When I was a design school student at the end of the 1980s, there was one name that you found in all of the magazines and on everyone’s lips: Donna Karan. She was changing the way women dressed. She wanted to “to design modern clothes for modern people.”
Karan became a presence in the fashion world as the women’s rights movement found its footing in the 1970s and women began working in the business world in greater numbers. Most designers didn’t know how to dress this burgeoning new population of professionals. You saw women dressed in double-breasted suits with tight skirts, wide shoulders, and, often, pin stripes. Virginia Slims adverts of the time showed images of women in suits – straight, lean, no curves, nothing womanly at first glance. The models could easily have been men.
When I was working on our Heath Ceramics collaboration, we worked with colors rooted in the Southern vernacular and my upbringing in the 1960s and 70s in Alabama. When I look at the dishes, I see parts of my childhood in the shades of red and blue.
The chosen red is appropriately called red clay, as it was inspired by the color of Alabama soil. This miraculous color used to bring tears to my eyes as I would fly in from my time living in Europe. As a child, our summer clothes were stained with the color. The bottoms of our feet were permanently red clay colored after the temperature reached 78 degrees. Gillian Welch’s song Red Clay Halo cannot say it any better:
All the girls all dance with the boys from the city,
And they don’t care to dance with me.
Now it ain’t my fault that the fields are muddy,
And the red clay stains my feet.
Being a barefoot child who played in the garden, I knew this color intimately. This is the color of hard-working farmers and farm wives; it is the story of a community.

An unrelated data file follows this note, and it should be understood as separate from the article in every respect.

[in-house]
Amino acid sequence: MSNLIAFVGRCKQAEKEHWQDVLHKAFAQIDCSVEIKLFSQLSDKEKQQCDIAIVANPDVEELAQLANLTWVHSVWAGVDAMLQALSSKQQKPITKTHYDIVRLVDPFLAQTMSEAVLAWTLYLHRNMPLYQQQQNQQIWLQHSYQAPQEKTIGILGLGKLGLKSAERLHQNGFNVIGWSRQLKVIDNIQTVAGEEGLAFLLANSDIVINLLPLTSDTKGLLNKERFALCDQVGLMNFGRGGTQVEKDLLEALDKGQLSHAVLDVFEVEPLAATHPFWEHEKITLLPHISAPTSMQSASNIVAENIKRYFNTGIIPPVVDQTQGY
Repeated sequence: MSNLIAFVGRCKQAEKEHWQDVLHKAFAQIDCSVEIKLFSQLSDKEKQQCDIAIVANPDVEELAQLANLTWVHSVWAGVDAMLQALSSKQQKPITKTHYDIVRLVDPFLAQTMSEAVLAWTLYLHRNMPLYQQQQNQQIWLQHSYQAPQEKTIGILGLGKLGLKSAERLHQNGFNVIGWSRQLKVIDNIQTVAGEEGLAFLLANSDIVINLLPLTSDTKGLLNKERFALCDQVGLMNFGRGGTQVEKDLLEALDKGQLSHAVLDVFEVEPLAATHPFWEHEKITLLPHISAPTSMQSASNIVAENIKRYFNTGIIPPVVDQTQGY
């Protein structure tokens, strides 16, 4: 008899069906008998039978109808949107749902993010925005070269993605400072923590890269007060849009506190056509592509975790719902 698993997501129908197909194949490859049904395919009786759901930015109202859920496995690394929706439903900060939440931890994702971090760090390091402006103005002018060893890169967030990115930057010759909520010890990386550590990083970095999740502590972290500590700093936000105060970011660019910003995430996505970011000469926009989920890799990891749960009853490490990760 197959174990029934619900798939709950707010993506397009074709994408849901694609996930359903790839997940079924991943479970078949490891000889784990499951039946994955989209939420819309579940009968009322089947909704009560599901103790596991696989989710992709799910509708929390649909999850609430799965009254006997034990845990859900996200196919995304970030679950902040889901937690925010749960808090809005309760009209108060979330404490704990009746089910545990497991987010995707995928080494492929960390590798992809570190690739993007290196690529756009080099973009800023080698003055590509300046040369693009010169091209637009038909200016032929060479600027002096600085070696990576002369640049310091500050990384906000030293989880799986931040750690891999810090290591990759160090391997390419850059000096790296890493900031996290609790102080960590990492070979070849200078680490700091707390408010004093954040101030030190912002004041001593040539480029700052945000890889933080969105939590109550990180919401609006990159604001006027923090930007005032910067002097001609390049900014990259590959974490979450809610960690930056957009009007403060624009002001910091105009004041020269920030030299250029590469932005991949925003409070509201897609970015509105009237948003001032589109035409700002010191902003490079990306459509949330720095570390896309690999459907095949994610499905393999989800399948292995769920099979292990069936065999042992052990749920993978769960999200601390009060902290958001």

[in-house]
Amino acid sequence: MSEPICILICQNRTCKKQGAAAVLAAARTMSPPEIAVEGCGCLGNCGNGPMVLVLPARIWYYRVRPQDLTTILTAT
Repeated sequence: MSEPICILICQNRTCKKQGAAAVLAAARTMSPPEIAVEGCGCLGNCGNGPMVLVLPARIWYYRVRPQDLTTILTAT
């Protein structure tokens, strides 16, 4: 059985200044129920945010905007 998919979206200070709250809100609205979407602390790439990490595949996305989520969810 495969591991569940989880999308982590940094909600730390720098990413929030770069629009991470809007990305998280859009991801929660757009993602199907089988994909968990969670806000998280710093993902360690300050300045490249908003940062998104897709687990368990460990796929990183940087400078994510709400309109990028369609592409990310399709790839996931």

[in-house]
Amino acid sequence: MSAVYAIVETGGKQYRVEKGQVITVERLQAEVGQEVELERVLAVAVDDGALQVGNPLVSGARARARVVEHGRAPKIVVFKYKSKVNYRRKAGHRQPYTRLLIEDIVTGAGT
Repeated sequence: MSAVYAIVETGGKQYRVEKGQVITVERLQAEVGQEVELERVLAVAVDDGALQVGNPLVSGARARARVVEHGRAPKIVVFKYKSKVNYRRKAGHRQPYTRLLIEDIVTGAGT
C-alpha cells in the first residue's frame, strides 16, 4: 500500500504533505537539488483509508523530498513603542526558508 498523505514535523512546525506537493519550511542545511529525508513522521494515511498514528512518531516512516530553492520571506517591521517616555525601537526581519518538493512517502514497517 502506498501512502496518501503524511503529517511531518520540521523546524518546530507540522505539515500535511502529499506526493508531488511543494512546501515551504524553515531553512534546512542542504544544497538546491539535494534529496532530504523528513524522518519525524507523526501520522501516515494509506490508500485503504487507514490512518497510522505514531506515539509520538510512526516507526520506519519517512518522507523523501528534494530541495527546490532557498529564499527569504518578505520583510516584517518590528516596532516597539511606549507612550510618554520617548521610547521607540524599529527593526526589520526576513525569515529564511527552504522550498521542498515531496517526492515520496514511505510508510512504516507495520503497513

Southern musicians have written about Alabama’s red soil for decades. EmmyLou Harris’s Red Dirt Girl is another iconic example.
As we move towards Independence Day, we’d like to highlight some companies who are making great things in the United States. We encourage you to share with us any companies we should look to for ‘Made in America’ excellence and quality.
I can’t emphasize enough the importance of purchasing domestically and shopping locally. We must support the businesses and companies who strive for excellence in craft and manufacturing, those who provide fair wages and proper working conditions for their employees, and companies who take pride in their products.
These are types of companies that, at one point in time, were abundant in my North Alabama manufacturing community.
I frequent A Continuous Lean, and am always moved by the beautiful images and stories. A recent post about Huge, a Japanese magazine whose June issue focuses on products and manufacturing here in America, is beautifully inspiring. Huge shares with readers some companies doing great things.
One featured company is Archival Clothing, whose manufacturing is based in Oregon. They make an array of stylish bags, varying in size and function. Their company values resonated strongly with our team at Alabama Chanin, as they believe, “Perhaps over time, our efforts will help to stimulate the domestic market and encourage US manufacturers to expand their offerings. We hope you will help us with that. We stand behind all of our products, the ones we make and the ones we offer in our store.”
“Let us raise a standard to which the wise and honest can repair.” –George Washington